|Crosby saga continues to leave questions|
|Written by Steve Wozniak|
|Monday, 06 February 2012 01:37|
Like Great Lakes weather patterns, if you don’t like the latest diagnosis or prognosis for Sidney Crosby, wait five minutes – it’ll change.The latest press release issued by the Pittsburgh Penguins last Tuesday on the all-too-long recovery odyssey of its second-best player was yet another prompt to throw up our hands in collective resignation and think, “Just tell me when he’s playing again.”
More than a year after then-Washington Capital David Steckel decided to sideswipe a parked Sidney Crosby, the 24-year-old captain continues to suffer not from a concussion, but from the far more ambiguous concussion-like symptoms.
Or at least we thought until Crosby visited Robert Bray, a spinal surgeon in Los Angeles. Bray issued a diagnosis that Crosby had suffered a slight fracture in the C1 and C2 vertebrae. Never mind that such fractures can often lead to paralysis and hinder long-term functioning. It was, to the gathered media, just more delicious but empty calories to feed their Sid cravings.
That news and diagnosis held up for a couple days until the Penguins issued a release stating that a follow-up visit to spinal trauma expert Alexander Vaccaro in Philadelphia revealed that no, Crosby had not fractured his vertebrae but did have a “soft-tissue injury” in his neck. That news will likely hold up until the next specialist disagrees.
If Crosby decided to see a thousand specialists, he would probably get a thousand diagnoses at this point. All of which would bring the hockey world no closer to an answer for “When’s he going to play again?”
Doctor-patient privilege deprives the hockey world of many detailed answers to Crosby’s literal headaches and their figurative ones. Soft-tissue injury? What kind? Soft-tissue injuries run the gamut from the stingers that often sideline football linemen to hyperextension and Shaken Baby syndrome.
In Crosby’s case, the best explanation may come from the literature on a debatedly legitimate condition called Barre-Lieou syndrome. Barre-Lieou syndrome is a vertebral instability or pinching of the nerves in the sympathetic nervous system caused by strain or injury to the cervical ligaments, part of the soft tissue in the neck. The sympathetic nervous system controls most of the body’s critical functions, like breathing, heartbeat, equilibrium and pupil accomodation to light.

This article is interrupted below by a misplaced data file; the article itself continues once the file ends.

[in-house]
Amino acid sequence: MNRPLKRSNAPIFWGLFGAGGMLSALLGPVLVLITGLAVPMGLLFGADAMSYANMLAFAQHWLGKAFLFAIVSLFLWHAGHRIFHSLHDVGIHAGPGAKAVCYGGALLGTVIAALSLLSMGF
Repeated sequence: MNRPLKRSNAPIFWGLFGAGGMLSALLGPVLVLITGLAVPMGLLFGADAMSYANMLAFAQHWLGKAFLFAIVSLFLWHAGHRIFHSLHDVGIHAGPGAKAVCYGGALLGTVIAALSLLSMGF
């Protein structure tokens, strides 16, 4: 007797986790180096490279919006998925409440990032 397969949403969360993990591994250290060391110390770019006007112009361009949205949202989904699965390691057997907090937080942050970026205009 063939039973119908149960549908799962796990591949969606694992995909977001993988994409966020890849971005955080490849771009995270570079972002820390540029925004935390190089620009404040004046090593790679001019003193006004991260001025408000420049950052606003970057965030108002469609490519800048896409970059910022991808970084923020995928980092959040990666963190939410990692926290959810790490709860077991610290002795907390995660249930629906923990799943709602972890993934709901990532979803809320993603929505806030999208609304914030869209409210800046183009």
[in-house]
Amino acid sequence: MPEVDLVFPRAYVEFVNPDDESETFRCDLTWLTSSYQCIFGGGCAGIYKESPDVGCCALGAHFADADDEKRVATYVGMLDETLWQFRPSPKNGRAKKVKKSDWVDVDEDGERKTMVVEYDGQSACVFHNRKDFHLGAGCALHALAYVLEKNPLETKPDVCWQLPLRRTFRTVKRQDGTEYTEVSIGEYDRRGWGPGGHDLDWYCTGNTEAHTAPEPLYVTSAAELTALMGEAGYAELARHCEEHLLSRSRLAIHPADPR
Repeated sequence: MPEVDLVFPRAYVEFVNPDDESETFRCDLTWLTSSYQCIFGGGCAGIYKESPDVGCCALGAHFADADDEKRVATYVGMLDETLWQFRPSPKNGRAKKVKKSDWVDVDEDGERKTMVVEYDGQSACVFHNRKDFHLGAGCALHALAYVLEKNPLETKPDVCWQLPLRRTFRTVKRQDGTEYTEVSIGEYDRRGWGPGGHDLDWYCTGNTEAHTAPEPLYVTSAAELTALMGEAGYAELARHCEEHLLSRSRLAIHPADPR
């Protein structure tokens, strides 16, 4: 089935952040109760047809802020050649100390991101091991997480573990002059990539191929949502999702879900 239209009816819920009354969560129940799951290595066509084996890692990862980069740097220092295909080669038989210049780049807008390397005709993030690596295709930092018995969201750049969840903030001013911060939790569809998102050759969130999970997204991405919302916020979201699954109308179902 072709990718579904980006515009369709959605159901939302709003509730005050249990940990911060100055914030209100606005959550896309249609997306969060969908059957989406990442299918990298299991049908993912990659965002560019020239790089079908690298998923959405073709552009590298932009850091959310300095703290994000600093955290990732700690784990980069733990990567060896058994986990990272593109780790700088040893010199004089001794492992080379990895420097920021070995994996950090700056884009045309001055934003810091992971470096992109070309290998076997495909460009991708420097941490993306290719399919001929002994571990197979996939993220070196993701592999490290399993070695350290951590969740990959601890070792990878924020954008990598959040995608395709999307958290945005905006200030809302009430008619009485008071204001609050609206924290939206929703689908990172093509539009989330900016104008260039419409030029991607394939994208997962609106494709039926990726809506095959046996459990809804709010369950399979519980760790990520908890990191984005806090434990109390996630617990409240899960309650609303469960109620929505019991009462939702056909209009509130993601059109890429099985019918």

In the case of Barre-Lieou, the posterior cervical sympathetic chain, which is supposed to react to any injury within the system, fails to do just that and won’t shut down. As a result, the entire sympathetic nervous system becomes overly sensitive to outside stimulus. A rise or drop in ambient temperature by just a few degrees can send the whole system into a painful frenzy.
Barre-Lieou is often caused by whiplash-like trauma to the head that will strain or injure the soft tissue in the neck. Both the hit from Steckel and the one a few days later from Tampa Bay’s Victor Hedman would qualify as such. The hit by Boston’s David Krejci that allegedly led to Crosby’s second trip to the injured reserve? It’s debatable.
Barre-Lieou often presents symptoms such as headaches, dizziness, nausea, blurred vision, fatigue, vertigo, corneal sensitivity and numbness.
That’s a bit clinical but insightful.
But it does not answer the question that has consumed the hockey world:
When’s he going to play again?
If Crosby is indeed suffering wth Barre-Lieou – and no report or release will likely neither confirm nor deny such a detailed diagnosis for a sport that doesn’t like to go beyond “upper-body” or “lower-body” with its descriptions – the outlook is probably positive. Injuries to the nervous system in the cervical vertebrae are very treatable. Injuries to the brain? Not so much.
Treatment of such injuries can often alleviate all systems of Barre-Lieou within weeks, not months. Stingers and strains usually disappear within days. Initial speculation that Crosby would return in late March, in time for the playoffs, seems fair.
At this point, the hockey world isn’t as concerned with medical reports as it is with seeing No. 87 zip around the ice again. Then all of our headaches would vanish as well.
Photos by Getty Images
|Last Updated on Monday, 06 February 2012 09:57|